A couple of weeks ago, when I wrote about the upcoming Cesar Awards in Paris, I noted with dismay that the academy running the “French Oscars” had rewarded notorious, fugitive child rapist and pedophile Roman Polanski with a dozen nominations for his most recent film. This led to some admirable pushback from members of the European film community, particularly among women. Chief among those was Adèle Haenel, a woman who has found success in the film industry there as an actress but who has been quite vocal about the fact that she, as a child actress, had been raped by a different director when she was barely past puberty.
Well, now the Ceasar Awards have come and gone. And true to form for this crowd, they gave the Best Picture nod to Polanski, along with other awards. As you will recall, Polanski has been on the run from American law enforcement for decades after being convicted of drugging, raping and sodomizing a 13-year-old child. Efforts to extradite him back to the United States have continually failed.
The response to the announcement of this new honor was immediate. Haenel, along with other women in the audience, stood up and walked out in protest, shouting “Shame” to the assembled Academy members who had seen fit to vote for Polanski’s entry. (Fox News)
Adèle Haenel, a French actress, walked out of the César awards ceremony in Paris on Friday after Roman Polanski won an award.
The actress left the ceremony after Polanski, 86, won the award for best director. The César awards are considered France’s equivalent of the Oscars.
The awards have been marred with controversy since nominating Polanski, whose film “An Officer and a Spy” earned 12 nominations. Polanski also won for best adapted screenplay.
Haenel’s walkout was seemingly in protest to the director’s win following allegations of sexual assault, including his 1977 conviction of statutory rape of a 13-year-old.
The protests continued outside, with smoke filling the streets and people chanting condemnations of the Academy, as seen in this video from Twitter.
— Ruptly (@Ruptly) February 29, 2020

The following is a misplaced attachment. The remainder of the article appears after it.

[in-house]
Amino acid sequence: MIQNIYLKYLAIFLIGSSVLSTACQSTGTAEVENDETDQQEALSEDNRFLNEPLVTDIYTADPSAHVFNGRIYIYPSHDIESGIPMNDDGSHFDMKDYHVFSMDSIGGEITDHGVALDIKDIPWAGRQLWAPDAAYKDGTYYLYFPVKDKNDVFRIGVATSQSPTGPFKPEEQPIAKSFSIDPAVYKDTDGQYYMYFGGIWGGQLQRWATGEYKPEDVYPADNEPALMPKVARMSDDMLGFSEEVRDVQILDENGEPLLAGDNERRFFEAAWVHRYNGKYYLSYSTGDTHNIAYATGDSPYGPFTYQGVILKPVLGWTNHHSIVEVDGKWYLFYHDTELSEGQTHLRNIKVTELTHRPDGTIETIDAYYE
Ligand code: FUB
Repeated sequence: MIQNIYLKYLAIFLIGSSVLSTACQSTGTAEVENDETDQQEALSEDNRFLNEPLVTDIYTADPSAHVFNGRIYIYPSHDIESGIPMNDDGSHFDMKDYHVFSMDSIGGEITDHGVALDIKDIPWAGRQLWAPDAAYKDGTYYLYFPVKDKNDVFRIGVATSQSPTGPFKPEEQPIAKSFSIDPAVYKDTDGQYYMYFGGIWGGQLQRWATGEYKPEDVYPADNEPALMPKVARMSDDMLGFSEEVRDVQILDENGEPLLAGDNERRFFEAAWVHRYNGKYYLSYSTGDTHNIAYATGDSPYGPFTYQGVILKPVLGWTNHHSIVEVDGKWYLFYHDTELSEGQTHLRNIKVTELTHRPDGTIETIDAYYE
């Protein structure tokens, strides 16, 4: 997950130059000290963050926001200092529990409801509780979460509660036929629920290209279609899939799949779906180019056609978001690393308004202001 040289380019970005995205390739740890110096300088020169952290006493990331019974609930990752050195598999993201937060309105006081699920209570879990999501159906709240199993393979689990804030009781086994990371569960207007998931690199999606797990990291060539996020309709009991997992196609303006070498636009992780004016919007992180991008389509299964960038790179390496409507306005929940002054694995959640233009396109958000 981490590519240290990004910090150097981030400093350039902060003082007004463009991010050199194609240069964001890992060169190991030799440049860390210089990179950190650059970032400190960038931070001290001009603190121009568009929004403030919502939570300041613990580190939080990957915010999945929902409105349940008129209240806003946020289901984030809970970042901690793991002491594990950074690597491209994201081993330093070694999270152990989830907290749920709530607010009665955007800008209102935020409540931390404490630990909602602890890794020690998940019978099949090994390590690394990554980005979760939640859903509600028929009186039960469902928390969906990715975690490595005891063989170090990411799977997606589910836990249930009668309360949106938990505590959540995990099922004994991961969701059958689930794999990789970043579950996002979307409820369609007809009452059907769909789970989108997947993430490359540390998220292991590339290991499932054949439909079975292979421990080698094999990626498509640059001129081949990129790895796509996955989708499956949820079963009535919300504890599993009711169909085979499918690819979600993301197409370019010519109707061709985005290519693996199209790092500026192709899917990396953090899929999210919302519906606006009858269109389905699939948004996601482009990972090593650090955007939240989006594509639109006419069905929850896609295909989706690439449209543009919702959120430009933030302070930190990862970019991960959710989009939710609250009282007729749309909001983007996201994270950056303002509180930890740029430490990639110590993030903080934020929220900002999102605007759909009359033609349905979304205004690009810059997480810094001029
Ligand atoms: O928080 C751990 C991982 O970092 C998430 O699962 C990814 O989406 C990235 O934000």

The Europeans, and particularly the French, can’t seem to shake this attitude of considering child rape as no big deal if it’s done by one of the “special people.” Of course, that’s not a strictly European attitude. It’s long pervaded Hollywood as well. You may recall that time when Whoopi Goldberg declared that what Polanski had done “wasn’t rape rape.”
For his part, Polanski continues to blame all of this on the media, claiming that they’re trying to make him out to be a monster. Trust us, Mr. Douchebag… nobody had to make you a monster. You did that yourself.
Fortunately, attitudes in the United States toward such things have been changing, albeit slowly, particularly since #MeToo arrived on the scene. And that’s as it should be. For Pete’s sake, guys. Charlie Manson was allegedly a rather talented songwriter by some accounts, but we at least had the good sense not to give him a Grammy.
On the other side of the pond, however, things are still a mess. Adèle Haenel had to overcome a horror show of a childhood trying to break into the acting business and carries the scars with her to this day. And yet those in charge of French cinema still see fit to treat Roman Polanski as if he’s somehow better than the monster that he actually is. Perhaps it will take the current generation of producers, directors and movie mogul’s over there dying off before they come to their senses.